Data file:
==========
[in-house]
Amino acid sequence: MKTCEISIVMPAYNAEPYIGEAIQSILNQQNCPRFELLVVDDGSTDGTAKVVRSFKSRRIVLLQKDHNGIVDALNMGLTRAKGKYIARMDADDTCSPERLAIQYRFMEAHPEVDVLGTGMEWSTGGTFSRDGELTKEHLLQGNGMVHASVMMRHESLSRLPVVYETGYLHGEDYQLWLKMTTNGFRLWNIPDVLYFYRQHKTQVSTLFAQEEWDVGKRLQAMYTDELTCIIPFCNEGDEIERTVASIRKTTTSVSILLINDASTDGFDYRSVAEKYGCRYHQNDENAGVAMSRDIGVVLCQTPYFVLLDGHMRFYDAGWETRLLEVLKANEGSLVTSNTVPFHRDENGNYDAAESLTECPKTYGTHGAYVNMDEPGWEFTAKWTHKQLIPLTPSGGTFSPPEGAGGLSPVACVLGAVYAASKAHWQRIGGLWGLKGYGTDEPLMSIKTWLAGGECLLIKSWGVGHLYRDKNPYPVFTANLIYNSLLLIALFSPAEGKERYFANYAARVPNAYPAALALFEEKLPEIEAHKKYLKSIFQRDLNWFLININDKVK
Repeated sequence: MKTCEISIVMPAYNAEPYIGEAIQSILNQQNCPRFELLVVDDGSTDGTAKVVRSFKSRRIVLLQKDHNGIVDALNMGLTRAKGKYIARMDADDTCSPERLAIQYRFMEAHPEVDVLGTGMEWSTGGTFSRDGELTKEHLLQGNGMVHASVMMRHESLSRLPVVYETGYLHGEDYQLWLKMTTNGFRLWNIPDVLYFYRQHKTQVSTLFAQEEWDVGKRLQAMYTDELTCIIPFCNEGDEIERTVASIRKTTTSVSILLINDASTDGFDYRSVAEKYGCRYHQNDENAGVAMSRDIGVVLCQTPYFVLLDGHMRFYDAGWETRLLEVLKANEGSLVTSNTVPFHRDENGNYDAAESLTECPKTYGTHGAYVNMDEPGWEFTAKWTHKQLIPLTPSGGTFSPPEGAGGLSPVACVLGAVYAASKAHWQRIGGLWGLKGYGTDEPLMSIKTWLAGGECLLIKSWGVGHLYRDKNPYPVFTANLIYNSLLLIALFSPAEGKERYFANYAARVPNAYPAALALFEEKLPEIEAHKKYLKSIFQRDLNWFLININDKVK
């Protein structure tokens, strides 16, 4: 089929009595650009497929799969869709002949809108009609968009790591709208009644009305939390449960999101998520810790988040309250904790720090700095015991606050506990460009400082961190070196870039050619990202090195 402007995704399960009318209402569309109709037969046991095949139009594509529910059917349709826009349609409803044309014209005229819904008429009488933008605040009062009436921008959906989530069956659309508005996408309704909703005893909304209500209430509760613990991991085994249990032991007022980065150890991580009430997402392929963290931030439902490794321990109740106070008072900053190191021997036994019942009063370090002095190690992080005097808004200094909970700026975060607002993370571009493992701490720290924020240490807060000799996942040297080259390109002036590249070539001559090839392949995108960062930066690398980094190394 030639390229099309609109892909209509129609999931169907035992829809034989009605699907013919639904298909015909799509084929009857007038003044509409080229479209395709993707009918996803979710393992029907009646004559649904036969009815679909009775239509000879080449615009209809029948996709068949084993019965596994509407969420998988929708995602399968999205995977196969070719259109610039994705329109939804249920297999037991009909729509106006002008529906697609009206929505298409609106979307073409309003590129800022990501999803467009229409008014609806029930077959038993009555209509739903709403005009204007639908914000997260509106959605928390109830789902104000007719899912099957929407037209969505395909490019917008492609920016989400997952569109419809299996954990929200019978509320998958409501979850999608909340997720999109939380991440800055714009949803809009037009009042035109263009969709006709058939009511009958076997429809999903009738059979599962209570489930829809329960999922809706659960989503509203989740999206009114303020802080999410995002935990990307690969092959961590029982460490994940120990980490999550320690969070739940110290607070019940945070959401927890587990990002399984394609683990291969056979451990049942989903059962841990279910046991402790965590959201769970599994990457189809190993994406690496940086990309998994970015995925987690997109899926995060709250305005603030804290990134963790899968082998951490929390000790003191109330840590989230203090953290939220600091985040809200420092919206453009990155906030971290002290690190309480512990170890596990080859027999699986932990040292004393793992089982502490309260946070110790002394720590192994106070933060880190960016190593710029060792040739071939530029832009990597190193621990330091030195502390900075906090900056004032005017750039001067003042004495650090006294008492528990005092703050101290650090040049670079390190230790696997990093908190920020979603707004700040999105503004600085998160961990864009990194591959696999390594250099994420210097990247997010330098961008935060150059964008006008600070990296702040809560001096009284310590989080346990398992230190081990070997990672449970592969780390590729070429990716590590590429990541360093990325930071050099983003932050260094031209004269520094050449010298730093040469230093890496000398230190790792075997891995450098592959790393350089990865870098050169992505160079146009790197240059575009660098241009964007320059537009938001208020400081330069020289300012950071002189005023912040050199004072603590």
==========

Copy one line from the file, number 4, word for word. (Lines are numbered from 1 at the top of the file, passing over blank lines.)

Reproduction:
């Protein structure tokens, strides 16, 4: 089929009595650009497929799969869709002949809108009609968009790591709208009644009305939390449960999101998520810790988040309250904790720090700095015991606050506990460009400082961190070196870039050619990202090195 402007995704399960009318209402569309109709037969046991095949139009594509529910059917349709826009349609409803044309014209005229819904008429009488933008605040009062009436921008959906989530069956659309508005996408309704909703005893909304209500209430509760613990991991085994249990032991007022980065150890991580009430997402392929963290931030439902490794321990109740106070008072900053190191021997036994019942009063370090002095190690992080005097808004200094909970700026975060607002993370571009493992701490720290924020240490807060000799996942040297080259390109002036590249070539001559090839392949995108960062930066690398980094190394 030639390229099309609109892909209509129609999931169907035992829809034989009605699907013919639904298909015909799509084929009857007038003044509409080229479209395709993707009918996803979710393992029907009646004559649904036969009815679909009775239509000879080449615009209809029948996709068949084993019965596994509407969420998988929708995602399968999205995977196969070719259109610039994705329109939804249920297999037991009909729509106006002008529906697609009206929505298409609106979307073409309003590129800022990501999803467009229409008014609806029930077959038993009555209509739903709403005009204007639908914000997260509106959605928390109830789902104000007719899912099957929407037209969505395909490019917008492609920016989400997952569109419809299996954990929200019978509320998958409501979850999608909340997720999109939380991440800055714009949803809009037009009042035109263009969709006709058939009511009958076997429809999903009738059979599962209570489930829809329960999922809706659960989503509203989740999206009114303020802080999410995002935990990307690969092959961590029982460490994940120990980490999550320690969070739940110290607070019940945070959401927890587990990002399984394609683990291969056979451990049942989903059962841990279910046991402790965590959201769970599994990457189809190993994406690496940086990309998994970015995925987690997109899926995060709250305005603030804290990134963790899968082998951490929390000790003191109330840590989230203090953290939220600091985040809200420092919206453009990155906030971290002290690190309480512990170890596990080859027999699986932990040292004393793992089982502490309260946070110790002394720590192994106070933060880190960016190593710029060792040739071939530029832009990597190193621990330091030195502390900075906090900056004032005017750039001067003042004495650090006294008492528990005092703050101290650090040049670079390190230790696997990093908190920020979603707004700040999105503004600085998160961990864009990194591959696999390594250099994420210097990247997010330098961008935060150059964008006008600070990296702040809560001096009284310590989080346990398992230190081990070997990672449970592969780390590729070429990716590590590429990541360093990325930071050099983003932050260094031209004269520094050449010298730093040469230093890496000398230190790792075997891995450098592959790393350089990865870098050169992505160079146009790197240059575009660098241009964007320059537009938001208020400081330069020289300012950071002189005023912040050199004072603590």